The Dow Jones Industrial Average closed fractionally higher, helped by strength in Wal-Mart and Boeing, but the broader market failed to gain traction.
The Nasdaq and the S&P 500 traded posted moderate losses. Volume was below average and the market meandered in a narrow range most of the day. Investors exchanged 1.4 billion shares on the New York Stock Exchange and 1.9 billion on the Nasdaq.
All of the S&P 500 sectors, with the exception of utilities, were trading flat to lower at the end of the session.
Even billions of dollars worth of takeover deals failed to significantly ignite much buying.
"The market is struggling with this split vote on whether the bull market can continue with no correction," Barry Hyman, Equity Market Strategist at EKN Financial Services, told CNBC.com. "In the absence of any economic news, there's little to push the market either way except for this bull/bear debate that we're having."
Decliners posted a modest lead over advancing shares on the New York Stock Exchange.
"We had a big week and a lot of data last week, so it's not unusual for the market to pause for a day or two after that," Stephen Porpora, Managing Floor Broker at William O'Neil, told CNBC.com. "There's not really anything in particular moving the markets right now."
Business activity in the services sector increased in January at a stronger-than-expected pace. The ISM Non-Manufacturing Index was 59.0 in January, up from 57.1 in December.
Treasury prices rose, sending yields lower, following the release of the services data.
In the energy market, New York light crude futures closed lower after seesawing much of the day. Crude rose early in the session as colder weather settled into the Northeastern section of the U.S., pushing up demand for heating oil.
Despite a lackluster session, some traders remained optimistic about stocks near-term.
"We're seeing a lot of buying in large caps on pullbacks," Joe Ranieri, Managing Director of NASDAQ Trading at Canaccord Adams, told CNBC. "We're seeing some profit-taking on some of the small caps that are being boosted by this large cap rally. I think as far as the Nasdaq is concerned, we've got a few months of this ride still to go."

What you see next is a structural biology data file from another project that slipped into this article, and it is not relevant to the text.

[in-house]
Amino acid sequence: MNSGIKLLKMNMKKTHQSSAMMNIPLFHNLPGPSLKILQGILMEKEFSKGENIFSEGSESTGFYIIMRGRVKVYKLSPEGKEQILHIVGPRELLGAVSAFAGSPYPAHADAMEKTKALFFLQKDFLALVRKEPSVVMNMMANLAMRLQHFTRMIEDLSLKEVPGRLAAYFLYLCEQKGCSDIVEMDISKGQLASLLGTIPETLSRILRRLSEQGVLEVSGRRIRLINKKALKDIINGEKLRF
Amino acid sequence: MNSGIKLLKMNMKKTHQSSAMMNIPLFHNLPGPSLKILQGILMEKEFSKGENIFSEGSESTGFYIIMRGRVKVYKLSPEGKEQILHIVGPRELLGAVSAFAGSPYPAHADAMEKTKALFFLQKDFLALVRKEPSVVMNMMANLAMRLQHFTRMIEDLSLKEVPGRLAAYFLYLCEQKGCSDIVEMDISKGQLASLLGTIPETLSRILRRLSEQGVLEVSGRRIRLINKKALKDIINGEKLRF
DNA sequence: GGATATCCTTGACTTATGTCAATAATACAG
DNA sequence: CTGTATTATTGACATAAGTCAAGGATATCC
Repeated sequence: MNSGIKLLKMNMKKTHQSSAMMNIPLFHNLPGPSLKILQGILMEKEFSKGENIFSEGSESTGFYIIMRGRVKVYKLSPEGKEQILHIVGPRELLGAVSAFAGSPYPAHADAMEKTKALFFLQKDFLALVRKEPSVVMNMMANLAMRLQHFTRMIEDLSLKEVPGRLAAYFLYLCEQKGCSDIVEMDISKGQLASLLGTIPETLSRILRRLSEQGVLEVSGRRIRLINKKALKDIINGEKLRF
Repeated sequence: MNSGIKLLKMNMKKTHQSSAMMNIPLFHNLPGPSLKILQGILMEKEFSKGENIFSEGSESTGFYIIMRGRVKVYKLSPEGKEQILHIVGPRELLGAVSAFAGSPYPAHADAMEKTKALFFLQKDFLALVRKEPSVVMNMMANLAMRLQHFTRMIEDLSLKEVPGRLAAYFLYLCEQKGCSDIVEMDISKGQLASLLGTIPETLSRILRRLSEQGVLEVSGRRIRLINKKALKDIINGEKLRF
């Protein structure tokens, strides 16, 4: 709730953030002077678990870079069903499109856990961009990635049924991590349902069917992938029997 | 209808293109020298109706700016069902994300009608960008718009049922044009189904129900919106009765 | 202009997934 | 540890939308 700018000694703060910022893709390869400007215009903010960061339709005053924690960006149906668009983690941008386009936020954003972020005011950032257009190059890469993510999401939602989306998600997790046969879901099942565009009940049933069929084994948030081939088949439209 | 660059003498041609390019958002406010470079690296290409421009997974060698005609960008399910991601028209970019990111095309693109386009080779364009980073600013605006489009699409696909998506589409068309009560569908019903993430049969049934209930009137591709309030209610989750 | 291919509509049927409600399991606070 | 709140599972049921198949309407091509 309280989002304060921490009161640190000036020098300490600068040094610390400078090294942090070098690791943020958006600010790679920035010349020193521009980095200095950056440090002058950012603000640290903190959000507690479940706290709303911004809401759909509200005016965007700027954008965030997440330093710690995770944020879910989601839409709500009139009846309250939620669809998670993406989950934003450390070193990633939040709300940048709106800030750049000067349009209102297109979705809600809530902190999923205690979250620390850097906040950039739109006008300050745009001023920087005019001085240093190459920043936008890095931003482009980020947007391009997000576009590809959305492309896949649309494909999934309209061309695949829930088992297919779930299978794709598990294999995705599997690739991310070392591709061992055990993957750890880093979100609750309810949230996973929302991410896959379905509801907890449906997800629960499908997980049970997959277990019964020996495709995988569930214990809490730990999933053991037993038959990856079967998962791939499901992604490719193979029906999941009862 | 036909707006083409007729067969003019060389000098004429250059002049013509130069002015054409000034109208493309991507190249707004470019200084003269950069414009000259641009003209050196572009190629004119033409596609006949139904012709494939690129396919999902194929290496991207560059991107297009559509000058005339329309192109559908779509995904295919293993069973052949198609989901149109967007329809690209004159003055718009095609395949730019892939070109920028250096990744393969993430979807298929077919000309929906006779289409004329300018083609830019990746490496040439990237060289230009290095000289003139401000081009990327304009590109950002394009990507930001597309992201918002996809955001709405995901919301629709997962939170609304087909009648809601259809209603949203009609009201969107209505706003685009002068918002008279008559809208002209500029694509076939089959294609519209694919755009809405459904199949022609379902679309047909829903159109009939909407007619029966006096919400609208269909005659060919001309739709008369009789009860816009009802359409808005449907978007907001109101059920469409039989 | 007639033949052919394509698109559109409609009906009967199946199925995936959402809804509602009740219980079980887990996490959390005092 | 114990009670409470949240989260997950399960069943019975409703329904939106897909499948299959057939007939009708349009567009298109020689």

Wal-Mart reported a gain of 2.2% in comparable-store sales for the first month of the year, however the world's largest retailer also suggested it will deliver the worst annual same-store sales growth in more than 25 years.
Shares of Dow component Boeing roseafter UPS ordered 27 cargo jets from aerospace company. At list prices, the deal is worth at least $3.9 billion.
Other Dow winners included IBM and Hewlett-Packard . Hewlett-Packard agreed to buy Bristol Technology, a private company that provides technology to monitor business transactions.
Shares of computer maker Dell rose after Credit Suisse upgraded the company to outperform from neutral.
Private equity groups clearly haven't lost any appetite for deals, as more companies were reported as takeover targets.
Lear Corporation announced that American Real Estate Partners LP, an affiliate of Carl Icahn, has offered to buy the company for $36 per share in cash. The deal is valued at $2.43 billion. Lear is one of the world's largest suppliers of automotive interior systems and components.
Vornado Realty Trust tried to make its $23.2 billion bid for Equity Office Properties Trustmore attractive to shareholders by offering to pay the cash portion of the offer up front.
Shares of Investors Financial Services Corporation surged after State Street Corporation said it had agreed to buy the company for about $4.5 billion in stock.
Triad Hospitals announced that it will be taken over by private equity groups for $4.7 billion,
Simon Property Group and hedge fund Farallon Capital Management made a $1.56 billion offer for mall operator Mills . Mills agreed to be acquired by Brookfield Asset Management last month.
And on Friday Whitney V offered to buy out Herbalifefor about $2 billion.
Shares of KLA-Tencor rose after the company said it expects third-quarter revenues of $700 million to $715 million, better than what Wall Street was expecting.
DaimlerChrysler AG's Chrysler division plans to cut 10,000 jobs and close three U.S. factories, according to reports in two Detroit newspapers. The cost-cutting plan is designed to make the struggling division smaller and more efficient.